(10 seconds each to read and are almost that quick to prepare)
By Lisa Messinger
Food and Cooking at Creators Syndicate
When eating out, you probably already ask your waiter for more water, coffee or napkins, but, if you direct that same inquisitiveness toward your meals, you just may find yourself with an inventory of easy, economical new ideas.
Sometimes condiments or other dashes of flavor you love but don't recognize when eating a restaurant meal may be the key to quickly perking up your own homemade dishes. Your waiter is your guide to these riches.
Following are some tasty questions I asked recently and how I applied them at home. All ingredients are to taste.
Fun fare like this also proves food preparation can be easy, nutritious, inexpensive, fun - and fast. The creative combinations are delicious proof that everyone has time for creating homemade specialties and, more importantly, the healthy family togetherness that goes along with it!
Another benefit: You effortlessly become a better cook, since these are virtually-can't-go-wrong combinations. They can't help but draw "wows" from family members and guests.
- MUSTARD MYSTERY SOLVED
"What is the condiment with the tiny bulbs?" My warm ham and gruyere cheese croissant sandwich at a casual French-style cafe came with a tiny side of three swirled condiments. I loved the slightly sweet/slightly spicy flavor of the one with the little bulbs. In addition to the tapenade and Dijon mustard, the waiter clued me in that this third condiment I enjoyed was whole grain mustard. Each miniscule seed seemed to pop with flavor. The waiter gave me a small side of it to take home with the half of my sandwich I was going to eat later. At home I needed to save only a fraction of the whole grain mustard for the leftover sandwich. While adding the item to my shopping list (online I learned it's not as common as stone ground or regular mustard, but available in specialty aisles of some supermarkets or in gourmet stores), I immediately prepared a fantastic side salad for that evening simply by slicing some large, organic white mushrooms I had and gently mixing them with balsamic vinegar and the whole-grain mustard my waiter had given me and letting it marinate covered in the refrigerator for a few hours.
- THIS IDEA DIDN'T COST A MINT
"What is giving this drink such a zing?" I've had many blended fresh greens juices that could have gone by the same "Super Greens" moniker as the one about which I addressed my waiter. The answer was some muddled fresh mint they added just before serving. I now do the same to my cucumber-celery-honeydew-based beverages, like that one was (and I have found in all instances involving mint that a delectable zing also arises from ripping open the pure peppermint teabags I always have on hand and adding the contents of one to the mix). I also include it as a topping over cold salads, hot vegetables and even vanilla or chocolate ice cream or frozen yogurt.
- MISO IS SO GOOD
"What makes this dressing so creamy and tangy?" Although good, it wasn't the spice in the "Spicy Chicken Bowl" that kept me coming back to the casual Asian restaurant I've visited many times. It's the dressing they have in a vat chilling for self-scooping. It literally draws me back to the restaurant and makes that rice-based hot bowl a favorite of mine. The server at the ordering counter told me it is a miso-based dressing to which they have added peeled, shaved fresh ginger. This combination is memorable and I've since prepared my own version as well as buying creamy miso salad dressing (available in many supermarket ethnic aisles) and gently stirring in some peeled, shaved fresh ginger. I've also coated tilapia with it before broiling and tossed the dressing with cooked steamed vegetables.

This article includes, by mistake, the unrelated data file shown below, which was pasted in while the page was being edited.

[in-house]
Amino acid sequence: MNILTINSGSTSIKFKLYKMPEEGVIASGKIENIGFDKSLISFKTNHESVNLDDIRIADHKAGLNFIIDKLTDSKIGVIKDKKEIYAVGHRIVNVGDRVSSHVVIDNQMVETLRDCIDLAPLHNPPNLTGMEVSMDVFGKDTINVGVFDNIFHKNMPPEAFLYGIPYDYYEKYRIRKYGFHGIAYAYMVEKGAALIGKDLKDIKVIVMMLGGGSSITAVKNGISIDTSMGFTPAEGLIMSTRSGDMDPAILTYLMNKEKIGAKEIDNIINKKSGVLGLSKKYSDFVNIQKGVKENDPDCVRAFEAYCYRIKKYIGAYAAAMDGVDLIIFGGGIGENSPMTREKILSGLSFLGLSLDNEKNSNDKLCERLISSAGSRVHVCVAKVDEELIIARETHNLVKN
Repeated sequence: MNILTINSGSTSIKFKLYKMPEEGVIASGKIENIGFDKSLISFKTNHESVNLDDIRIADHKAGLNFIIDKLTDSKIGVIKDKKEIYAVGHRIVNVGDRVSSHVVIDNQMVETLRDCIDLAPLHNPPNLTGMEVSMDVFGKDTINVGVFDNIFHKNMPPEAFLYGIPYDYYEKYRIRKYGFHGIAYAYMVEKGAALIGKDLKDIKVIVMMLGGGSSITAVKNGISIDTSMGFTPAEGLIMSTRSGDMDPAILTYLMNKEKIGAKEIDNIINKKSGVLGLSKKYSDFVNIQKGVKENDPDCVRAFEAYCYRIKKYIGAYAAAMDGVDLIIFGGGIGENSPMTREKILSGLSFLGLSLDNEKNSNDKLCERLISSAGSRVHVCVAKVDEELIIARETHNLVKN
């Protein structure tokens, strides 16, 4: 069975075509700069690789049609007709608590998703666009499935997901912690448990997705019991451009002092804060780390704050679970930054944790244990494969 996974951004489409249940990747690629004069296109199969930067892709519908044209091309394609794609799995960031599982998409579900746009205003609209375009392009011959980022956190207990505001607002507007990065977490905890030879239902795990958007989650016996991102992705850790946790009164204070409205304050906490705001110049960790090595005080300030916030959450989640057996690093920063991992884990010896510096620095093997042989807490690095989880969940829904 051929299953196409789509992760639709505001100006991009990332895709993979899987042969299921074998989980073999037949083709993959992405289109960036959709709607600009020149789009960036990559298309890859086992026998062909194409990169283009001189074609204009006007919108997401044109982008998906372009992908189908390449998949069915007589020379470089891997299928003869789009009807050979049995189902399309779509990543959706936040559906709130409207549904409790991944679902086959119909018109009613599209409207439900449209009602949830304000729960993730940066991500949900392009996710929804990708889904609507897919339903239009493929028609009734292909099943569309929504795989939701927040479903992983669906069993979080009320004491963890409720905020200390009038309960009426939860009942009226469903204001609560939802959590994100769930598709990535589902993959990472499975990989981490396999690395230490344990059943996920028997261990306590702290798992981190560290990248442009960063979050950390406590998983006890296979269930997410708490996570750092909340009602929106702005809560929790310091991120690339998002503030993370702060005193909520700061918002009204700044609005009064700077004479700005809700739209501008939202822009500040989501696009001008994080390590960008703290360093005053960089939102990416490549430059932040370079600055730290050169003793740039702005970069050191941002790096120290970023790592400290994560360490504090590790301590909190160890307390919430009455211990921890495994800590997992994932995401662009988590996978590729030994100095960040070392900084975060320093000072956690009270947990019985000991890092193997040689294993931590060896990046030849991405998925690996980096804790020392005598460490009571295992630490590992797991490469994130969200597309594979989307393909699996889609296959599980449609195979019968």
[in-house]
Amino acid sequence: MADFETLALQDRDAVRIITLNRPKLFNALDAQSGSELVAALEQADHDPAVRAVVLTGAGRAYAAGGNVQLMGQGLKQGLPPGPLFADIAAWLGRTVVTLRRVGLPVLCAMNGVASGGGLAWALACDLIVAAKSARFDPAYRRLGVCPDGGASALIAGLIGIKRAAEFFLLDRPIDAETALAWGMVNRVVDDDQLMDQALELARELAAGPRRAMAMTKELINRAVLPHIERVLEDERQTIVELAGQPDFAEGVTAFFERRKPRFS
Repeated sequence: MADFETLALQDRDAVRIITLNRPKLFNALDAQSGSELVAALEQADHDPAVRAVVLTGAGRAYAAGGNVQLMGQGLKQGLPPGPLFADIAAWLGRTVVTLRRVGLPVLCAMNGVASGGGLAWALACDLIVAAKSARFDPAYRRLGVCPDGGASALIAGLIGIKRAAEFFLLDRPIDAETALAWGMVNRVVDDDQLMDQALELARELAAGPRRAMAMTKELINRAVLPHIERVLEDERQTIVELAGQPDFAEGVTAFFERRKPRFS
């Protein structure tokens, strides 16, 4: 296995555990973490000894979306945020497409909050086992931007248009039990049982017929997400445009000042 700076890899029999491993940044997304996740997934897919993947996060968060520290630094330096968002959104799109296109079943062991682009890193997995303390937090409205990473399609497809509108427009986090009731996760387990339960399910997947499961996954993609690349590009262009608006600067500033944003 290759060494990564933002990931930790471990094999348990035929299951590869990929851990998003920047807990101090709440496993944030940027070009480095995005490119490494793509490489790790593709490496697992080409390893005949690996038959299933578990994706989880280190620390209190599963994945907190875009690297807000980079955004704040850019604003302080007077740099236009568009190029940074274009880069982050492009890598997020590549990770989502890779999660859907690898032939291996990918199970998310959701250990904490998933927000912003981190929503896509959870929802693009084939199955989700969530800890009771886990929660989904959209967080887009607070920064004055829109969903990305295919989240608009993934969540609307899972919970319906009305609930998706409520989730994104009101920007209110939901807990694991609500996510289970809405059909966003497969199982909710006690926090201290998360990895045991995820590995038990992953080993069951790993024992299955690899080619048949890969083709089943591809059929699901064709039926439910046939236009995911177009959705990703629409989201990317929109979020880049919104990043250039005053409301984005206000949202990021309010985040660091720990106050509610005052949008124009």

QUICK TIP OF THE WEEK: If there's any place that a laugh or two is needed it's in the popular genre of detox and cleanse books. It's hard enough to give up everything but juice or soup without letting your sense of humor starve as well. Beth Behrs has come to the rescue. Her 'The Total ME-Tox: How to Ditch Your Diet, Move Your Body, & Love Your Life' is full of lighthearted humor, much like the author, who is one of the stars of the hit situation comedy "2 Broke Girls." It's part memoir of her pre-celebrity dieting life and part commonsense tips for lightening up body and mind. Behrs was a nanny while pursuing acting and also defines herself as a couch potato, who survived on donuts and other low-nutrition foods with results like poor skin and skyrocketing stress. The comic actress cleaned herself up slowly and learned to laugh a lot more along the way. Some of her favorite dishes are included as well, such as Sort-of-Sherbet Smoothie and Baked (Not Fried) Falafel with Spicy Yogurt Dip.
Lisa Messinger at Creators Syndicate is a first-place winner in food and nutrition writing from the Association of Food Journalists and the National Council Against Health Fraud and author of seven food books, including the best-selling The Tofu Book: The New American Cuisine with 150 Recipes (Avery/Penguin Putnam) and Turn Your Supermarket into a Health Food Store: The Brand-Name Guide to Shopping for a Better Diet(Pharos/Scripps Howard). She writes two nationally syndicated food and nutrition columns for Creators Syndicate and had been a longtime newspaper food and health section managing editor, as well as managing editor of Gayot/Gault Millau dining review company. Lisa traveled the globe writing about top chefs for Pulitzer Prize-winning Copley News Service and has written about health and nutrition for the Los Angeles Times Syndicate, Reader's Digest, Woman's World and Prevention Magazine Health Books. Permission granted for use on DrLaura.com.